ALAN JACKSON’S HARD HAT AND A HAMMER VIDEO SHOT ON LOCATION WITH WORKING MEN AND WOMEN OF AMERICA
STEEL WORKERS, FIREMEN, LONGSHOREMEN AND OTHERS, STAR IN THE NEW VIDEO WHICH DEBUTS THIS WEEKEND ON CMT
“God bless the working man,” sings Alan Jackson in Hard Hat and a Hammer, the latest hit single from his acclaimed FREIGHT TRAIN album. Award-winning director Theresa Wingert (Carrie Underwood, Dierks Bentley, Taylor Swift) wanted to echo Jackson’s sentiments, so she went all across the Southeast to film real working men and women on construction sites and in mines, at fire stations and in restaurants, to star with Jackson in the new video for Hard Hat and a Hammer, which makes its world premier this Friday, June 18, on CMT’s Big New Music Weekend.
Wingert filmed strong imagery of the Americans “getting the job done” as a celebration of the great workforce that is “the glue that keeps the world together.” Featured are miners from Stilhouse mining in Benham, KY, workers from the Bayou La Batre, AL shipyard, railroad workers from TRR Railroad in Mobile and more. She filmed at paper mills, foundries, taxi stands, Nashville’s Fire Station #16 and Bar-B-Cutie and more than a dozen other locations.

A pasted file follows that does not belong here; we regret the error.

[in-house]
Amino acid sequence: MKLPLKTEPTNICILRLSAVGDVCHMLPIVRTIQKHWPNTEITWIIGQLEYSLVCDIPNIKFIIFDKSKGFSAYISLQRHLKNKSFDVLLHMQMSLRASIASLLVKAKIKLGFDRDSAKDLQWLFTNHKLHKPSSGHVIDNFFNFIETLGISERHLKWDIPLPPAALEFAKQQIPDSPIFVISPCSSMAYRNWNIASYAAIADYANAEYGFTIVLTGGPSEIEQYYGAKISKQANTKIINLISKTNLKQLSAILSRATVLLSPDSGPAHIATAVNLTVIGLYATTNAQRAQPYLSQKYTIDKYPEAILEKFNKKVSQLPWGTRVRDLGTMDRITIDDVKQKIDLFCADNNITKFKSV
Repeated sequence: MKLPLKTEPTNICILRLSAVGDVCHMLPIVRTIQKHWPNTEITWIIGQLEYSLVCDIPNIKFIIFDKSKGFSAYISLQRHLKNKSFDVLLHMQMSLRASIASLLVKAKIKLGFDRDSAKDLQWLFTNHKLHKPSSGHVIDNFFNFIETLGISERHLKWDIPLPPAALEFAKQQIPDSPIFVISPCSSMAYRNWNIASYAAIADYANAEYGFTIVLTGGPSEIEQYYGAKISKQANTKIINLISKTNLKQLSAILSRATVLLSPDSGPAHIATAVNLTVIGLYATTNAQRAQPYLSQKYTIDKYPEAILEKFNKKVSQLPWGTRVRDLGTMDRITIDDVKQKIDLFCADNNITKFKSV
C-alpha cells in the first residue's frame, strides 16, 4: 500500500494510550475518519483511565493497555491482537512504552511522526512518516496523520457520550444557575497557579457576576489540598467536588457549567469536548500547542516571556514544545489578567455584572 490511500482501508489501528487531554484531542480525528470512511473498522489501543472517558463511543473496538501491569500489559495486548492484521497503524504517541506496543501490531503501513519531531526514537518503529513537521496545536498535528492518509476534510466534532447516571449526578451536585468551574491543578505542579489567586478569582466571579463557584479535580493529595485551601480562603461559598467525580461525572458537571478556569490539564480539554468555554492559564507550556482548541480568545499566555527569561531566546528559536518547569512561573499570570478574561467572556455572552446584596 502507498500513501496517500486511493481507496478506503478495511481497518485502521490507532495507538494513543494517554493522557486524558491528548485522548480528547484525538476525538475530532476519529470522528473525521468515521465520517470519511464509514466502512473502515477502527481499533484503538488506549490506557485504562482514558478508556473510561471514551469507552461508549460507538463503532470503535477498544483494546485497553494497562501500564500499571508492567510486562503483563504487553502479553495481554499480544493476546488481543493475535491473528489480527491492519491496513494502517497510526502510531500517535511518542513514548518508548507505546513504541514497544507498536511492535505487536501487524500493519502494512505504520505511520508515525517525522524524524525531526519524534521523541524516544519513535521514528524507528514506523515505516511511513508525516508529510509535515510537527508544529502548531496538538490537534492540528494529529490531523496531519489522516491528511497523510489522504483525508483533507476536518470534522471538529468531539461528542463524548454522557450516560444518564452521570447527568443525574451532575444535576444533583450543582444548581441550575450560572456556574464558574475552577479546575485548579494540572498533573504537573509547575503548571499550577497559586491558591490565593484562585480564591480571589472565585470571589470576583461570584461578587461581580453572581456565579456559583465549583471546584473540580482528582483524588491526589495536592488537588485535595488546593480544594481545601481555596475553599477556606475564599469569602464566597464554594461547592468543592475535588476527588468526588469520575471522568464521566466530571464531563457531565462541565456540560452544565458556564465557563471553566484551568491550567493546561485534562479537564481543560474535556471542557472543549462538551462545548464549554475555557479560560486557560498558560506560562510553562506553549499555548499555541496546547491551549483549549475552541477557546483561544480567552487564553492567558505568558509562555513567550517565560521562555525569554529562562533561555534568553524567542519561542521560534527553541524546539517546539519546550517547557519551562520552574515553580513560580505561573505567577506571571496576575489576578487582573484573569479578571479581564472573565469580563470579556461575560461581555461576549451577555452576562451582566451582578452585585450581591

Jackson’s “easygoing ode to the working man” (Billboard) is the latest of his songs that honors his working class roots and family upbringing. Last month he honored the fallen miners and rescue workers from April’s Upper Big Branch mining disaster with a benefit concert performance at the Charleston, WV Civic Center. The 31 families affected and 230 rescue workers who were on site at the nation’s biggest mining disaster in four decades were offered free tickets to the show. Jackson met with the families who lost loved ones and raised over $150,000 for the Montcoal Mining Disaster Fund.
Just last week, Billboard Magazine announced that Jackson was voted in the top 5 of the top 25 country artists of the last 25 years. FREIGHT TRAIN, his 18th career album, was produced by longtime collaborator Keith Stegall and features 12 songs, 8 of which were written by Jackson. In a moving tribute to the legendary Vern Gosdin, who passed away last year and for whom Jackson has long expressed admiration, Jackson enlisted Lee Ann Womack to record “Till the End,” Gosdin’s 1977 classic duet with Janie Fricke.